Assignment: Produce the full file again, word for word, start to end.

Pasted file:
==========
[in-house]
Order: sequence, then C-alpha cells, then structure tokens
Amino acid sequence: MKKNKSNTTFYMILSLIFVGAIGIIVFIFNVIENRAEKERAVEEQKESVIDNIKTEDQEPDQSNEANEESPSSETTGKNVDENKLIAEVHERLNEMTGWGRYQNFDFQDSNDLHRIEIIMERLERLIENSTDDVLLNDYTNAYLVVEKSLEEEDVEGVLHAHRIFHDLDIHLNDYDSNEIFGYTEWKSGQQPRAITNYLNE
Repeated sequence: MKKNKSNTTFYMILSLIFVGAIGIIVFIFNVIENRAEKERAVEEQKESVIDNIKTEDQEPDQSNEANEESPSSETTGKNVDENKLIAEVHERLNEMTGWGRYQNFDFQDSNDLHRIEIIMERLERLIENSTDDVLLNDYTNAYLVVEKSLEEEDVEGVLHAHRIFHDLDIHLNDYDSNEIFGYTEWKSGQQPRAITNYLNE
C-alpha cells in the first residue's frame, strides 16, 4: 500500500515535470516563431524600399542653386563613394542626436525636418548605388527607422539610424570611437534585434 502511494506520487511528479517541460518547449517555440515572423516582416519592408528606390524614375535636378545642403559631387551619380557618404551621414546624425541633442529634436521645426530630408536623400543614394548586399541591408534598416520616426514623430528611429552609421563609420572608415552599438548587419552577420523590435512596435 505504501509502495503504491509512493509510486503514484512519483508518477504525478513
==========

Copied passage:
[in-house]
Order: sequence, then C-alpha cells, then structure tokens
Amino acid sequence: MKKNKSNTTFYMILSLIFVGAIGIIVFIFNVIENRAEKERAVEEQKESVIDNIKTEDQEPDQSNEANEESPSSETTGKNVDENKLIAEVHERLNEMTGWGRYQNFDFQDSNDLHRIEIIMERLERLIENSTDDVLLNDYTNAYLVVEKSLEEEDVEGVLHAHRIFHDLDIHLNDYDSNEIFGYTEWKSGQQPRAITNYLNE
Repeated sequence: MKKNKSNTTFYMILSLIFVGAIGIIVFIFNVIENRAEKERAVEEQKESVIDNIKTEDQEPDQSNEANEESPSSETTGKNVDENKLIAEVHERLNEMTGWGRYQNFDFQDSNDLHRIEIIMERLERLIENSTDDVLLNDYTNAYLVVEKSLEEEDVEGVLHAHRIFHDLDIHLNDYDSNEIFGYTEWKSGQQPRAITNYLNE
C-alpha cells in the first residue's frame, strides 16, 4: 500500500515535470516563431524600399542653386563613394542626436525636418548605388527607422539610424570611437534585434 502511494506520487511528479517541460518547449517555440515572423516582416519592408528606390524614375535636378545642403559631387551619380557618404551621414546624425541633442529634436521645426530630408536623400543614394548586399541591408534598416520616426514623430528611429552609421563609420572608415552599438548587419552577420523590435512596435 505504501509502495503504491509512493509510486503514484512519483508518477504525478513